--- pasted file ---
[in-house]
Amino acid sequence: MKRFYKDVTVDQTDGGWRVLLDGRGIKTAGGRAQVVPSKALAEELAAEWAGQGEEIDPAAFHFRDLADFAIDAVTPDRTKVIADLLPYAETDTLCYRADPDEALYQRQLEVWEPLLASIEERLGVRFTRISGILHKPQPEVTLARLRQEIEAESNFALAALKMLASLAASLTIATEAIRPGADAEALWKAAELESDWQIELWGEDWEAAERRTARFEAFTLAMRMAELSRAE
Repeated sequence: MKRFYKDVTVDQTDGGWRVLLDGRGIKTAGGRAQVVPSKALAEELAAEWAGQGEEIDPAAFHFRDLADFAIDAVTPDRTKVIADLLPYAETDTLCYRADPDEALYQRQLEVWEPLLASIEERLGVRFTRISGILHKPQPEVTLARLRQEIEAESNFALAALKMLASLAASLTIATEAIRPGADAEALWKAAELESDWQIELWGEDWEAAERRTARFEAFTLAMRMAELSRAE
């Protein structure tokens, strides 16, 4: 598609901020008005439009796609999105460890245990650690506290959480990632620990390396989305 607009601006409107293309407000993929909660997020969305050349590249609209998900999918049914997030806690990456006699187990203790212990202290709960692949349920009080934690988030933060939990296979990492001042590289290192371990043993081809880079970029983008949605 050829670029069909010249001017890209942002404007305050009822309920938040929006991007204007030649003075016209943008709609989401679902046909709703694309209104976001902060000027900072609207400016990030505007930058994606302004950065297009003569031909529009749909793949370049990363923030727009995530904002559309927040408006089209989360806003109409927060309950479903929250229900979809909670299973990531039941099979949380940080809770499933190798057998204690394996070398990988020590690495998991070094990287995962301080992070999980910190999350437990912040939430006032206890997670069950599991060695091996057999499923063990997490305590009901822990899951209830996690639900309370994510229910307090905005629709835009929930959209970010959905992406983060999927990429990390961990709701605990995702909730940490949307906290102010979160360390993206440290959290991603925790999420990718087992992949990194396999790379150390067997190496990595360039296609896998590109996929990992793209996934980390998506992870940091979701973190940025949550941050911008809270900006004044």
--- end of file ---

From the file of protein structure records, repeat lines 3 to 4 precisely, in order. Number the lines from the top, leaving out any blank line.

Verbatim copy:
Repeated sequence: MKRFYKDVTVDQTDGGWRVLLDGRGIKTAGGRAQVVPSKALAEELAAEWAGQGEEIDPAAFHFRDLADFAIDAVTPDRTKVIADLLPYAETDTLCYRADPDEALYQRQLEVWEPLLASIEERLGVRFTRISGILHKPQPEVTLARLRQEIEAESNFALAALKMLASLAASLTIATEAIRPGADAEALWKAAELESDWQIELWGEDWEAAERRTARFEAFTLAMRMAELSRAE
């Protein structure tokens, strides 16, 4: 598609901020008005439009796609999105460890245990650690506290959480990632620990390396989305 607009601006409107293309407000993929909660997020969305050349590249609209998900999918049914997030806690990456006699187990203790212990202290709960692949349920009080934690988030933060939990296979990492001042590289290192371990043993081809880079970029983008949605 050829670029069909010249001017890209942002404007305050009822309920938040929006991007204007030649003075016209943008709609989401679902046909709703694309209104976001902060000027900072609207400016990030505007930058994606302004950065297009003569031909529009749909793949370049990363923030727009995530904002559309927040408006089209989360806003109409927060309950479903929250229900979809909670299973990531039941099979949380940080809770499933190798057998204690394996070398990988020590690495998991070094990287995962301080992070999980910190999350437990912040939430006032206890997670069950599991060695091996057999499923063990997490305590009901822990899951209830996690639900309370994510229910307090905005629709835009929930959209970010959905992406983060999927990429990390961990709701605990995702909730940490949307906290102010979160360390993206440290959290991603925790999420990718087992992949990194396999790379150390067997190496990595360039296609896998590109996929990992793209996934980390998506992870940091979701973190940025949550941050911008809270900006004044």